Valente said the town agreed that Tremblay should never have been accused of falsifying training records. He said the town has not sought disciplinary action against the other four firefighters, who remain on the job, and is waiting to see the outcome of their state hearing.
In response to the scandal, the Department of Health has developed an ethics course for all of the emergency medical technicians who were affected, and spokeswoman Julia Hurley said the department is exploring whether to require ethics training be included in refresher training programs statewide.
The department is also consulting with other states about their requirements for continued emergency medical education, and is discussing ways to monitor courses and address problems with education fraud with emergency medical service stakeholders and regional agencies, Hurley said in an e-mail.
“We are developing recommendations for specific actions that the department can take to minimize the instances of fraud with respect to EMS continuing education,’’ she said.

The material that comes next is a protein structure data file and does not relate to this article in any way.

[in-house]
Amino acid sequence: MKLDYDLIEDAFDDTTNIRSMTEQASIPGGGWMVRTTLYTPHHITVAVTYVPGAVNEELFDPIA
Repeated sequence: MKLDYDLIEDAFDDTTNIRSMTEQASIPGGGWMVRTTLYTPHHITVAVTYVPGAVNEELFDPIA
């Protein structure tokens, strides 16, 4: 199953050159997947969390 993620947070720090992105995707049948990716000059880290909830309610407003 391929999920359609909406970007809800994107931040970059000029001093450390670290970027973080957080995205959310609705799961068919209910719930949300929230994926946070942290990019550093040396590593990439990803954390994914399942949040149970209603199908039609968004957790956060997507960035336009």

In Lexington, Middlemiss said his department has already made several changes to increase oversight of emergency medical training. He said a captain now has to check that anyone who was on the roster for a training session was at work that day, and the department is making sure that only administrators are submitting invoices to the state Office of Emergency Medical Services.
But Middlemiss said the training coordinator for the department is still a firefighter who works long shifts and then might be off for a number of days. He said an assistant chief would be at the department five days a week to oversee training recertification and ensure the department is complying with federal and state regulations, and be in charge of other financial duties, such as recovering payments for ambulance services. The position has been included in the town’s proposed budget for fiscal 2012, which is before the Board of Selectmen and must be approved by Town Meeting before going into effect July 1.
Valente said he supports adding an assistant chief.
“I share the chief’s concerns that we still need to have a senior officer overseeing the whole program,’’ Valente said.
Brock Parker can be reached at firstname.lastname@example.org.